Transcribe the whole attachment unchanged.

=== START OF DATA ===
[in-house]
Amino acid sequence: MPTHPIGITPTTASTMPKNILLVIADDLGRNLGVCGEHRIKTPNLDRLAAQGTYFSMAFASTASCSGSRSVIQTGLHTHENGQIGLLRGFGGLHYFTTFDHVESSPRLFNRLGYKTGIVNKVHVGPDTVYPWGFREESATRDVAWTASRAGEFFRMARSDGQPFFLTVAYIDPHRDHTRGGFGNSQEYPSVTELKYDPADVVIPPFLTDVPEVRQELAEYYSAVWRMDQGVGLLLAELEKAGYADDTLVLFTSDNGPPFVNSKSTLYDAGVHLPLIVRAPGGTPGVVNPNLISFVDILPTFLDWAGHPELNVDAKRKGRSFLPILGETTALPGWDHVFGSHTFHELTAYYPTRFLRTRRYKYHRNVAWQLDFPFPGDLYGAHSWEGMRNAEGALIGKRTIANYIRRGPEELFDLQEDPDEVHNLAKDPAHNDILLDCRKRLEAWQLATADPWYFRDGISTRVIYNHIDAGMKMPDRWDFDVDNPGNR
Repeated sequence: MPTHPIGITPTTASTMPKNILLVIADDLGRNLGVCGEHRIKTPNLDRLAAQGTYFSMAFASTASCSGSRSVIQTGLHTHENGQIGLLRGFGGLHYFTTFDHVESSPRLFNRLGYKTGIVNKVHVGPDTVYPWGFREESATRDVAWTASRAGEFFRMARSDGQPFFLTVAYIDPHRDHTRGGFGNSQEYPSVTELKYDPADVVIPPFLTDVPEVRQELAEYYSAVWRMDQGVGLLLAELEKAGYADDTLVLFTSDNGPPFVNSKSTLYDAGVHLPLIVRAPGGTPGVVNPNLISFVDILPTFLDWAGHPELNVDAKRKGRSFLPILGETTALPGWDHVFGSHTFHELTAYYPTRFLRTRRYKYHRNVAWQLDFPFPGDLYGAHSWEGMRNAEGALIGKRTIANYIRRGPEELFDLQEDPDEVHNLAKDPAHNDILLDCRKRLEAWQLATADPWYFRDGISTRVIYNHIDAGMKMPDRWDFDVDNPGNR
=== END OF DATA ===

[in-house]
Amino acid sequence: MPTHPIGITPTTASTMPKNILLVIADDLGRNLGVCGEHRIKTPNLDRLAAQGTYFSMAFASTASCSGSRSVIQTGLHTHENGQIGLLRGFGGLHYFTTFDHVESSPRLFNRLGYKTGIVNKVHVGPDTVYPWGFREESATRDVAWTASRAGEFFRMARSDGQPFFLTVAYIDPHRDHTRGGFGNSQEYPSVTELKYDPADVVIPPFLTDVPEVRQELAEYYSAVWRMDQGVGLLLAELEKAGYADDTLVLFTSDNGPPFVNSKSTLYDAGVHLPLIVRAPGGTPGVVNPNLISFVDILPTFLDWAGHPELNVDAKRKGRSFLPILGETTALPGWDHVFGSHTFHELTAYYPTRFLRTRRYKYHRNVAWQLDFPFPGDLYGAHSWEGMRNAEGALIGKRTIANYIRRGPEELFDLQEDPDEVHNLAKDPAHNDILLDCRKRLEAWQLATADPWYFRDGISTRVIYNHIDAGMKMPDRWDFDVDNPGNR
Repeated sequence: MPTHPIGITPTTASTMPKNILLVIADDLGRNLGVCGEHRIKTPNLDRLAAQGTYFSMAFASTASCSGSRSVIQTGLHTHENGQIGLLRGFGGLHYFTTFDHVESSPRLFNRLGYKTGIVNKVHVGPDTVYPWGFREESATRDVAWTASRAGEFFRMARSDGQPFFLTVAYIDPHRDHTRGGFGNSQEYPSVTELKYDPADVVIPPFLTDVPEVRQELAEYYSAVWRMDQGVGLLLAELEKAGYADDTLVLFTSDNGPPFVNSKSTLYDAGVHLPLIVRAPGGTPGVVNPNLISFVDILPTFLDWAGHPELNVDAKRKGRSFLPILGETTALPGWDHVFGSHTFHELTAYYPTRFLRTRRYKYHRNVAWQLDFPFPGDLYGAHSWEGMRNAEGALIGKRTIANYIRRGPEELFDLQEDPDEVHNLAKDPAHNDILLDCRKRLEAWQLATADPWYFRDGISTRVIYNHIDAGMKMPDRWDFDVDNPGNR